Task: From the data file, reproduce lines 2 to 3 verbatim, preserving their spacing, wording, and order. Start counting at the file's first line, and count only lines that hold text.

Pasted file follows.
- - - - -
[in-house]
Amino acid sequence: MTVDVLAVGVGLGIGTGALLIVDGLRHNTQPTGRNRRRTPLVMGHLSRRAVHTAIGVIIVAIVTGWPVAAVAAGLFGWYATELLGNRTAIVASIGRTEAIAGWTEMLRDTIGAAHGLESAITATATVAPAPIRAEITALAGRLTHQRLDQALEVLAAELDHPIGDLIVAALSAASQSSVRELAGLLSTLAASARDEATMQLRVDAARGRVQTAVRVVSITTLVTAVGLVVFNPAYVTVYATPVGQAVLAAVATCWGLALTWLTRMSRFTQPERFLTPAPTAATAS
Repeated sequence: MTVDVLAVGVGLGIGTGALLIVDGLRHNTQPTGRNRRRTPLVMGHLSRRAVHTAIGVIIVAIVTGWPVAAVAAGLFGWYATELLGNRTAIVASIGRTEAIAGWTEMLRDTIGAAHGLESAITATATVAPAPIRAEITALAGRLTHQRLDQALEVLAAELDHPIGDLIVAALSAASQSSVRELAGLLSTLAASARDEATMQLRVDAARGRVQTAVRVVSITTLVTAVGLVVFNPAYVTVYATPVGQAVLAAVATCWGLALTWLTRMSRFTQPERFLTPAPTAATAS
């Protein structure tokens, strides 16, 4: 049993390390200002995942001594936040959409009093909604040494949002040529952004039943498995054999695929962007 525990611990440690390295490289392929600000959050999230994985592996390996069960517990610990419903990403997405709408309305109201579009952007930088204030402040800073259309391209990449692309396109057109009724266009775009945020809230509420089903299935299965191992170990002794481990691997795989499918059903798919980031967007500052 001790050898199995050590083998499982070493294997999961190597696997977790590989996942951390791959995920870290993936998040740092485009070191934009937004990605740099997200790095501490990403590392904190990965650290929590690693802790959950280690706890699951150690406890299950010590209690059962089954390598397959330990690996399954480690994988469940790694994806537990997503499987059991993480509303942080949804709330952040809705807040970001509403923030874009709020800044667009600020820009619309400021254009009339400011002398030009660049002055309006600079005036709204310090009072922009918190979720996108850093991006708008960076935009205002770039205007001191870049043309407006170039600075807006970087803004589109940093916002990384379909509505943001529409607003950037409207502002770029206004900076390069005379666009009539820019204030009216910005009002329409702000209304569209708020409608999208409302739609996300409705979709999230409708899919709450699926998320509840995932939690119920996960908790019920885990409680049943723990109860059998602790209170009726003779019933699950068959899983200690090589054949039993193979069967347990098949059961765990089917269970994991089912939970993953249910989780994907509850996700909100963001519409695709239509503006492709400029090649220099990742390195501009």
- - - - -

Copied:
Amino acid sequence: MTVDVLAVGVGLGIGTGALLIVDGLRHNTQPTGRNRRRTPLVMGHLSRRAVHTAIGVIIVAIVTGWPVAAVAAGLFGWYATELLGNRTAIVASIGRTEAIAGWTEMLRDTIGAAHGLESAITATATVAPAPIRAEITALAGRLTHQRLDQALEVLAAELDHPIGDLIVAALSAASQSSVRELAGLLSTLAASARDEATMQLRVDAARGRVQTAVRVVSITTLVTAVGLVVFNPAYVTVYATPVGQAVLAAVATCWGLALTWLTRMSRFTQPERFLTPAPTAATAS
Repeated sequence: MTVDVLAVGVGLGIGTGALLIVDGLRHNTQPTGRNRRRTPLVMGHLSRRAVHTAIGVIIVAIVTGWPVAAVAAGLFGWYATELLGNRTAIVASIGRTEAIAGWTEMLRDTIGAAHGLESAITATATVAPAPIRAEITALAGRLTHQRLDQALEVLAAELDHPIGDLIVAALSAASQSSVRELAGLLSTLAASARDEATMQLRVDAARGRVQTAVRVVSITTLVTAVGLVVFNPAYVTVYATPVGQAVLAAVATCWGLALTWLTRMSRFTQPERFLTPAPTAATAS